No matter how complete a security suite is, there are thousands of hackers who are actively trying to break them. What hackers and malicious software can’t break is the lack of a physical connection with the sensitive data mainframe.

You can work with a company like IDSecurityOnline to make ID cards to limit access. You could have a separate locked room that only reliable personnel will be able to access and transfer very specific data from manually. Having this physical barrier will make your data un-hackable, as there is nothing to hack. There are hackers who are able to pass even the most sophisticated firewalls, but there are none who can pass a literal one.

In this case, even if you have a security breach, most of your most sensitive data will remain secure, and you will be able to patch your system and move on.

Destroy After Use

If you are working with sensitive data, you shouldn’t leave your hardware unattended, even after you have no use for it. If you can, try to destroy anything containing sensitive information.

Believe it or not, but there are people out there who will dig through your trash for your old hard drives. This is why every information security professional will advise you to rinse your hardware in acid before you discard it, and by hardware, we mean everything: hard drives, printers, VoIP phones, everything.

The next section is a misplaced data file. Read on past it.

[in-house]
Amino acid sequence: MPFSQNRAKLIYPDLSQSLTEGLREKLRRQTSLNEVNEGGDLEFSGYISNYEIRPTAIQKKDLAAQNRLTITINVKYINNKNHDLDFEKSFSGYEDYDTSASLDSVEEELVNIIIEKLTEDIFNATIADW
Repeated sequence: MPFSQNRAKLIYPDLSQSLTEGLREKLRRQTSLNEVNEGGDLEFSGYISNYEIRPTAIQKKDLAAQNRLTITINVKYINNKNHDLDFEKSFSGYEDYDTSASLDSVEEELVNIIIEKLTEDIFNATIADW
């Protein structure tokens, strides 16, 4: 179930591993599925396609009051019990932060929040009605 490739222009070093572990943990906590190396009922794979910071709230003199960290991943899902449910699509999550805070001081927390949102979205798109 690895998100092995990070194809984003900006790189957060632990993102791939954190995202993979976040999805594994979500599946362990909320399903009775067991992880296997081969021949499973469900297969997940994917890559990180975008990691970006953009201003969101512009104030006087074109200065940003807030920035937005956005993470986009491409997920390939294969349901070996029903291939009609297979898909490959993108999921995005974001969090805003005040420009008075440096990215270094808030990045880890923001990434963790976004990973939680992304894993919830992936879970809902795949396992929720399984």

As you can see, reducing the chances for security all boils down to a few sets of procedures. But more importantly, it’s all about having a plan and doing the steps necessary to safeguard critical information from prying eyes.

StrategyDriven Risk Management Article

6 Tips to Protect Your Business from Identity Theft

Identity theft is becoming an increasing concern for people, with major data breaches becoming a normal part of our daily news cycle. In fact, it is safe to say that your information is probably somewhere out in the void, just waiting for somebody to pick it up and start using it. This is not an exaggeration, this is just the unfortunate reality we have to deal with today.

As a business owner, you are most likely to be targeted by potential identity thieves not as an individual, but as a source. Your databases can be breached leaving all of your customers vulnerable, and putting your face on the news in a way you never wanted. To help protect your business from being targeted for identity theft, we offer six easy solutions to safeguard your company and your customers.

Secure Your Computer Infrastructure

Having a strong firewall and running anti-virus on a regular basis will save your company potential damage. There is an endless arms race running between security companies and hackers every second, and patches to anti-virus software are the only way for us to keep up. Failing to update your anti-virus is like refusing to cancel a lost credit card: you’re just asking for somebody to steal from you.